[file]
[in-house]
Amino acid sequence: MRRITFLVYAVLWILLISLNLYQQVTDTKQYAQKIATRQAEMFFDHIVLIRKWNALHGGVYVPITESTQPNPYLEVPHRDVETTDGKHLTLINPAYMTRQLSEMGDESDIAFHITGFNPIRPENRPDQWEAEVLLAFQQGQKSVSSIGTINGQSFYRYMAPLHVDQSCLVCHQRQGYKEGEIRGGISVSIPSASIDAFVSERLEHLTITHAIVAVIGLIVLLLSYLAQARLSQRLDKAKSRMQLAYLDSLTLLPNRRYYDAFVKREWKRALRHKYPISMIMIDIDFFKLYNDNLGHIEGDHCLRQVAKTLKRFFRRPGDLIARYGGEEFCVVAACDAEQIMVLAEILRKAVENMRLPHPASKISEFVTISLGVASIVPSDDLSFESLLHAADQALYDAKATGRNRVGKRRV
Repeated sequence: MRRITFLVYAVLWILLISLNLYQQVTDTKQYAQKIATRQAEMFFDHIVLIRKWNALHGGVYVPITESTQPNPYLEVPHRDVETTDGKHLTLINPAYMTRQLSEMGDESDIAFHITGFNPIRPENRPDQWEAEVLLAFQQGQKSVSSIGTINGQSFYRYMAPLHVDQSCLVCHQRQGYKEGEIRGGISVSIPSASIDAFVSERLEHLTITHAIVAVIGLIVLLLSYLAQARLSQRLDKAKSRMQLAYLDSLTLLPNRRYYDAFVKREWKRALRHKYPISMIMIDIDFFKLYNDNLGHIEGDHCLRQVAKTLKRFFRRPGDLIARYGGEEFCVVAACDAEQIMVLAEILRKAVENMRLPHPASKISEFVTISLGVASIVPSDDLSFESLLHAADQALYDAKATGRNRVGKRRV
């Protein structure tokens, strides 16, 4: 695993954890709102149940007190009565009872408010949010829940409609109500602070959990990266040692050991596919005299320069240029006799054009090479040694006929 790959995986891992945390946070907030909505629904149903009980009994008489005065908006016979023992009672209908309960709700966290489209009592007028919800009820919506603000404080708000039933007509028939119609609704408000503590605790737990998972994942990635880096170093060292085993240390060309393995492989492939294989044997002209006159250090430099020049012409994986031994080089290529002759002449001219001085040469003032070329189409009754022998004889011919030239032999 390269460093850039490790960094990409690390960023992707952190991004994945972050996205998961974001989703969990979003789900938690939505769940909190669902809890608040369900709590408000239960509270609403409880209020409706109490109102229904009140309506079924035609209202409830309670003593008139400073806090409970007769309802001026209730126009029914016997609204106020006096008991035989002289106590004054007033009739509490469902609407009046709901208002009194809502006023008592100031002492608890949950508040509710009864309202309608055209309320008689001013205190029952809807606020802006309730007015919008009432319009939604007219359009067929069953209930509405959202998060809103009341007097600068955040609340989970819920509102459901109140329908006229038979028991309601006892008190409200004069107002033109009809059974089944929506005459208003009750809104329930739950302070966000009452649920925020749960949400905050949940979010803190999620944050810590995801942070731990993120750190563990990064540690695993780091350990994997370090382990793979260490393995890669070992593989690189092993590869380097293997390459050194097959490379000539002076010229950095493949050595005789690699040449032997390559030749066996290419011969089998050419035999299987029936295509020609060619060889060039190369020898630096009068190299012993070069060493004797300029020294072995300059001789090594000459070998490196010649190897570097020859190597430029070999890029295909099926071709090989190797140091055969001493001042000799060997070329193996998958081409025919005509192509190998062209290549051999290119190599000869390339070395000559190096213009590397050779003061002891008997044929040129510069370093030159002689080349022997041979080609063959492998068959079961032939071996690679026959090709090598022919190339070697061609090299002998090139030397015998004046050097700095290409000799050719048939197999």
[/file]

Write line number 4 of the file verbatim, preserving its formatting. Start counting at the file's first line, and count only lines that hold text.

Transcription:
């Protein structure tokens, strides 16, 4: 695993954890709102149940007190009565009872408010949010829940409609109500602070959990990266040692050991596919005299320069240029006799054009090479040694006929 790959995986891992945390946070907030909505629904149903009980009994008489005065908006016979023992009672209908309960709700966290489209009592007028919800009820919506603000404080708000039933007509028939119609609704408000503590605790737990998972994942990635880096170093060292085993240390060309393995492989492939294989044997002209006159250090430099020049012409994986031994080089290529002759002449001219001085040469003032070329189409009754022998004889011919030239032999 390269460093850039490790960094990409690390960023992707952190991004994945972050996205998961974001989703969990979003789900938690939505769940909190669902809890608040369900709590408000239960509270609403409880209020409706109490109102229904009140309506079924035609209202409830309670003593008139400073806090409970007769309802001026209730126009029914016997609204106020006096008991035989002289106590004054007033009739509490469902609407009046709901208002009194809502006023008592100031002492608890949950508040509710009864309202309608055209309320008689001013205190029952809807606020802006309730007015919008009432319009939604007219359009067929069953209930509405959202998060809103009341007097600068955040609340989970819920509102459901109140329908006229038979028991309601006892008190409200004069107002033109009809059974089944929506005459208003009750809104329930739950302070966000009452649920925020749960949400905050949940979010803190999620944050810590995801942070731990993120750190563990990064540690695993780091350990994997370090382990793979260490393995890669070992593989690189092993590869380097293997390459050194097959490379000539002076010229950095493949050595005789690699040449032997390559030749066996290419011969089998050419035999299987029936295509020609060619060889060039190369020898630096009068190299012993070069060493004797300029020294072995300059001789090594000459070998490196010649190897570097020859190597430029070999890029295909099926071709090989190797140091055969001493001042000799060997070329193996998958081409025919005509192509190998062209290549051999290119190599000869390339070395000559190096213009590397050779003061002891008997044929040129510069370093030159002689080349022997041979080609063959492998068959079961032939071996690679026959090709090598022919190339070697061609090299002998090139030397015998004046050097700095290409000799050719048939197999």